# The good, the bad and the ugly of \$22 trillion in debt

U.S. debt levels recently reached \$22 trillion, well above 100 percent of GDP.  And, obviously, debt levels will not stop there either. Is this cause for alarm? There are respectable voices on both sides of that debate.

So, what is the truth? The truth is that economists (myself included) are always of two minds, much to the chagrin of politicians. I am not here to give you a simple answer. I am here to illuminate the tradeoff, not to decide for you. I am truly sorry. You live in a democracy. That means, the choices are yours. Tough. That’s life.

The good

There is a simple bit of math to see that these debt levels might not be all that bad. In fact, it may even be possible to keep on running primary deficits and piling on more debt, and everything would be fine.

Let’s use the letter B(t) to denote the level of debt in the U.S. in year t, expressed in U.S. dollars: currently about \$22 trillion. Let’s use the letter Y(t) to denote the level of GDP in the U.S. in dollars: currently about \$20 trillion. Divide the two and you get the debt-to-GDP ratio: b(t).

Let’s also denote the primary surplus of the U.S. government by S(t): If that is negative, we have a primary deficit. How do these variables evolve? GDP grows: let’s say, at some rate g. With that, we have: Y(t+1) = (1+g) Y(t). A rate of g = 0.02, or 2-percent growth, is a good rough number for our calculation here.

Debt also grows, if no repayments are made. It grows at the rate of interest, which we denote with the letter r. That rate is currently pretty low. Let’s cautiously pick r = 0.03, or 3 percent, for this example.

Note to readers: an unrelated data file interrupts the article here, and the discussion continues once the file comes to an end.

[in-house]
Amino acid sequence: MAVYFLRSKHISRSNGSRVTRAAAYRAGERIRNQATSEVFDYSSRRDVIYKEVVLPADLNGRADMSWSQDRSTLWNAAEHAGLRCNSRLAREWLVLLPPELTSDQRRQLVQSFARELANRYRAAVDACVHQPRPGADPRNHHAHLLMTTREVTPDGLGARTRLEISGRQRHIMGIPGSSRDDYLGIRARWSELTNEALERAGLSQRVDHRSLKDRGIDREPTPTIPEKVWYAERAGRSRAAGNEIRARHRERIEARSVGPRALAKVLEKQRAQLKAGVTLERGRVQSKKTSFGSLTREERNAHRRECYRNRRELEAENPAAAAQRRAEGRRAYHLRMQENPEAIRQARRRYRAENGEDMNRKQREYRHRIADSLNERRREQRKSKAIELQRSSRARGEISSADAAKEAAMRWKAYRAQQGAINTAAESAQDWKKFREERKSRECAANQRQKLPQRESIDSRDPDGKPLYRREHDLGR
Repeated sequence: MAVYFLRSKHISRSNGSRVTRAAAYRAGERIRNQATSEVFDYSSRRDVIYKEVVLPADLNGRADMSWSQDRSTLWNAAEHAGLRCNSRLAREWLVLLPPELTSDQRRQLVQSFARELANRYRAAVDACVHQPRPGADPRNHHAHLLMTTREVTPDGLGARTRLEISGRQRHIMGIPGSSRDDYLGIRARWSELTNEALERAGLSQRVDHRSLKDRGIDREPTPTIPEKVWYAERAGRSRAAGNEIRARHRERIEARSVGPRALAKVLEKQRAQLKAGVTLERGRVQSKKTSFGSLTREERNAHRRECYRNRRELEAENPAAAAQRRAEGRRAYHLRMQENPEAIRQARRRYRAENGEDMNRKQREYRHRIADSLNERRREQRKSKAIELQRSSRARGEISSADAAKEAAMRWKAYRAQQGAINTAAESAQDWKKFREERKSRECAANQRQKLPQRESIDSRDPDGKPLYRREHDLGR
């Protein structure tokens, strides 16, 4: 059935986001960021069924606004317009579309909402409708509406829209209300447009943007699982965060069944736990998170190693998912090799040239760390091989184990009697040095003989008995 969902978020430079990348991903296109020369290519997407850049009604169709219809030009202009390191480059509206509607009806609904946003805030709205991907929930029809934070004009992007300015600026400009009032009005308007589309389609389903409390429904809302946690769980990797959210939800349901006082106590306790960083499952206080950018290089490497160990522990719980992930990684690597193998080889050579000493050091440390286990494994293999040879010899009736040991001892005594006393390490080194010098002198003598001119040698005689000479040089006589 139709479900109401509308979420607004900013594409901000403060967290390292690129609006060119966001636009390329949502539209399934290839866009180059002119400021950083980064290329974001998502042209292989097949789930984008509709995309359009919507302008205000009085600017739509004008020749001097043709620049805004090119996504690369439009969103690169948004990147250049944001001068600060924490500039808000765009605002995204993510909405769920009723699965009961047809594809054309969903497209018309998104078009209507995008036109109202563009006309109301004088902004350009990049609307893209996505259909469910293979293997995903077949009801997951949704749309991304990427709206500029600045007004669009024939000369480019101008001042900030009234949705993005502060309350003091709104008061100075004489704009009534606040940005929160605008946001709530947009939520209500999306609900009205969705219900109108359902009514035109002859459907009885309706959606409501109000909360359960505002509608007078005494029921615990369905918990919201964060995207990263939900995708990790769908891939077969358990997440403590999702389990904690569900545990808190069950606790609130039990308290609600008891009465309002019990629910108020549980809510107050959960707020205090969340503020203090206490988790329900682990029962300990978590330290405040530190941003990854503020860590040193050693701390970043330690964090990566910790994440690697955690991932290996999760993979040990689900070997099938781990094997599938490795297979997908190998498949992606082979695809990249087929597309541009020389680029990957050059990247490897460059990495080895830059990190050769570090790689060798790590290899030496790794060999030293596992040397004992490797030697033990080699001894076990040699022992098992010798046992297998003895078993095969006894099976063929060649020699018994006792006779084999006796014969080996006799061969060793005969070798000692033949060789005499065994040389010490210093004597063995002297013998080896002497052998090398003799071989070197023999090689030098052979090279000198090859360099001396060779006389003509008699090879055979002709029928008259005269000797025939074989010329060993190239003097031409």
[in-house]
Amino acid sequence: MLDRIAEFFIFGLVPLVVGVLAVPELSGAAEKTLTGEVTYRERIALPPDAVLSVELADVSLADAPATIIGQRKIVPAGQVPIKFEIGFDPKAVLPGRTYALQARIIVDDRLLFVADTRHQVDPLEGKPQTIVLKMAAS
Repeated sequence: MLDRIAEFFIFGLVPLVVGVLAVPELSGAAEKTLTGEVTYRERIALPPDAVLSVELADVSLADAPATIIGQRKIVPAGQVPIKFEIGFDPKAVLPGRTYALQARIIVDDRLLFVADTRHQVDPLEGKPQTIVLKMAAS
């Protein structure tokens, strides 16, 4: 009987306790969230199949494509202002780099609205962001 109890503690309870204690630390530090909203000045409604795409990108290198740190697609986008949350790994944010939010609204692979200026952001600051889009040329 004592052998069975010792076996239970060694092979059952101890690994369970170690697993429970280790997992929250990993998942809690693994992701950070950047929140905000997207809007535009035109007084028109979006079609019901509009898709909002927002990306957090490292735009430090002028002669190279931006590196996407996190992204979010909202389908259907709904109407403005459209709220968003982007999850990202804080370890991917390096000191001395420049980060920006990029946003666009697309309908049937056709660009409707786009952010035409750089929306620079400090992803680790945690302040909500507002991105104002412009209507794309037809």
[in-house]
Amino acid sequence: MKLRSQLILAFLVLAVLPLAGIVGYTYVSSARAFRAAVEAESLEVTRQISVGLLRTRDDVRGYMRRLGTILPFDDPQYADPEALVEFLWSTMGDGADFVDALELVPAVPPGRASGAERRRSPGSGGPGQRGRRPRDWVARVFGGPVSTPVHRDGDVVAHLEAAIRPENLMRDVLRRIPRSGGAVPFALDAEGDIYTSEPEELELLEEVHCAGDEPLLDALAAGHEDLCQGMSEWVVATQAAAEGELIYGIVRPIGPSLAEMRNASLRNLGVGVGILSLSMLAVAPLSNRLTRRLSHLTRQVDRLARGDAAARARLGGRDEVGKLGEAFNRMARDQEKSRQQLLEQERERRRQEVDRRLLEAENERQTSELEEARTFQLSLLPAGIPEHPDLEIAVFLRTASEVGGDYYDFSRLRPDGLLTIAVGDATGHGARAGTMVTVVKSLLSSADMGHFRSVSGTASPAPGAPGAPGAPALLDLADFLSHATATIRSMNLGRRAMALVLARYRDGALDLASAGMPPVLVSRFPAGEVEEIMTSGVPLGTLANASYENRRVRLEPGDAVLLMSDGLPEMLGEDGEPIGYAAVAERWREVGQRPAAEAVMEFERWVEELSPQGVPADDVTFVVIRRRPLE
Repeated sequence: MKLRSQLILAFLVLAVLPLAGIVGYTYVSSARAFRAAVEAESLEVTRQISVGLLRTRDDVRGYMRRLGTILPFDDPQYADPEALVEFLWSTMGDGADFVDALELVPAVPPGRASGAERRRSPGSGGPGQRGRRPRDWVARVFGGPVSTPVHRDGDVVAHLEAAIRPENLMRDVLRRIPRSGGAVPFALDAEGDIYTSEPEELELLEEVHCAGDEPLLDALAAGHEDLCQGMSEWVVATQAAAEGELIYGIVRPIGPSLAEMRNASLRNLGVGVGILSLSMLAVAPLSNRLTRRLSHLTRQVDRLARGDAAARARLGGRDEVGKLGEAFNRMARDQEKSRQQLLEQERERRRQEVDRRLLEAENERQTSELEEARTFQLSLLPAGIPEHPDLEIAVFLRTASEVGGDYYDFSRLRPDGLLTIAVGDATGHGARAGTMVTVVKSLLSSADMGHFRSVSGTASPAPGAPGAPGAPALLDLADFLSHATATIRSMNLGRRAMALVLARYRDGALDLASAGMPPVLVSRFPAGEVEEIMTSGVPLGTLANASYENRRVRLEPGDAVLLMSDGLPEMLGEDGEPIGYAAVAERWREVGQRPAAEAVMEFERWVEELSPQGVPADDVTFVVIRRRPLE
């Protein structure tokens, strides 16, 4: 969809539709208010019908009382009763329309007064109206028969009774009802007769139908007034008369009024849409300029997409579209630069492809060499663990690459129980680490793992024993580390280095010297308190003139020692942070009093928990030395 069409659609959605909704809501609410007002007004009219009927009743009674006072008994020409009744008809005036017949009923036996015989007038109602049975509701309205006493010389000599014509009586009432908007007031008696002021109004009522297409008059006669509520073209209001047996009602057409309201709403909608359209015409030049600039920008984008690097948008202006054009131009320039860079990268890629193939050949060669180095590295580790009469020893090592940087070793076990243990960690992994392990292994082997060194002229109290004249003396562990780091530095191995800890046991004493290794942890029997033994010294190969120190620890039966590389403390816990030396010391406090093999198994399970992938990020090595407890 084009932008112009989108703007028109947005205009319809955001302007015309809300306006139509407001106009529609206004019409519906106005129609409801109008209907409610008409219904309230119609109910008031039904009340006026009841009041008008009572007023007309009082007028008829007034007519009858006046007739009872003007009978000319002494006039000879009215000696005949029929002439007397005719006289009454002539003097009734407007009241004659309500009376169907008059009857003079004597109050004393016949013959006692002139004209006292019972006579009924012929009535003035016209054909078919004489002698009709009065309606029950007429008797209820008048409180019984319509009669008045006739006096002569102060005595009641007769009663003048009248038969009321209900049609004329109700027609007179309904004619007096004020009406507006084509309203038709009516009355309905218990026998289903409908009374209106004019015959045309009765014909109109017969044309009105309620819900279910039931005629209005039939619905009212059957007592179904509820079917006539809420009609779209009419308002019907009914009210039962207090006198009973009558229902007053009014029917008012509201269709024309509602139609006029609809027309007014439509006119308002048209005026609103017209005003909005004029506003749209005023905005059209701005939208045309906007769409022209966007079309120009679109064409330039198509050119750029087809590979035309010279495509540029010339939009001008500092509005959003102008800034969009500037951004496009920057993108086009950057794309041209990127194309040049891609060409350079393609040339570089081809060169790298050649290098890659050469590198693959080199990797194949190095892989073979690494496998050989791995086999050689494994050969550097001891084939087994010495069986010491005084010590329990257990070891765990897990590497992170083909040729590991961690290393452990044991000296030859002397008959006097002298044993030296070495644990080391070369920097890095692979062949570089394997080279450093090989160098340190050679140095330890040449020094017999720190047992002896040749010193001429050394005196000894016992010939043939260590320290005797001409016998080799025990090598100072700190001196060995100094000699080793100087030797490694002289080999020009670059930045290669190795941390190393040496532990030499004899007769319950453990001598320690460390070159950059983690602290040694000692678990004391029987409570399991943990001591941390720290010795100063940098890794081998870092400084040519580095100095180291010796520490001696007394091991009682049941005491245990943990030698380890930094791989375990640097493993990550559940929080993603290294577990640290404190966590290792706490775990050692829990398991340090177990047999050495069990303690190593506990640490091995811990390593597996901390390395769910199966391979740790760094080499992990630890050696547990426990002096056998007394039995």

Debt can be reduced by running a primary surplus, S(t). The debt in year t+1, after taking into account interest on current debt and the primary surplus S(t) is: B(t+1) = (1 + r) B(t) – S(t+1).

Divide by Y(t+1) = (1+g) Y(t) and find: b(t+1) = ((1+r)/(1+g)) b(t) – s(t+1), where s(t+1) is the ratio of the primary surplus to GDP in year t+1.

Now, if some debt ratio was alright this year, presumably that same debt ratio is alright next year, too. All we might wish to do then is keep debt ratios stable at some level where b(t+1) = b(t) = b. Plug that into the formula and use 1 + r – g to approximate ((1+r)/(1+g)) to find s(t+1) = (r – g) b.

Cool, isn’t it? If the debt-to-GDP ratio is 100 percent, then b = 1. With an interest rate of 3 percent and 2-percent growth, one just needs 1 percent of GDP as primary surplus to make sure it stays there. If the debt-to-GDP ratio is an absurdly high — 300 percent, for example — a primary surplus equal to 3 percent of GDP is good enough: still manageable. What’s there to worry about?

And there is more good news! It may well be that the interest rate is below the growth rate of the economy. In that case, the stabilization of the debt-to-GDP ratio can be done by running a small primary deficit forever. Isn’t that wonderful!?

Unfortunately, sometimes financial markets have the habit of worrying about the inability of governments to repay their debts. “But that’s never happened in the U.S.,” some will undoubtedly say. It certainly has happened in some of the U.S. states. It also happened in Europe in 2010.

It could happen at the U.S. federal level, too, or it could only be avoided via the monetary printing press, thereby ruining the worldwide trust in the U.S. dollar. That’s not a great outcome either.

Let’s use the little formula above and say that r is equal to 12 percent, a dramatically higher rate of interest.  Now, it takes a primary surplus of 10 percent of GDP to just keep things stable. Doable? Maybe. Maybe not. We would have a major fiscal crisis at hand. Bad news indeed.

Higher debt levels make for increasingly tough scenarios in case of such a destabilizing run on U.S. government debt. How much is too much? There is no precise number here. But, seriously, do we wish to find out the hard way?

The ugly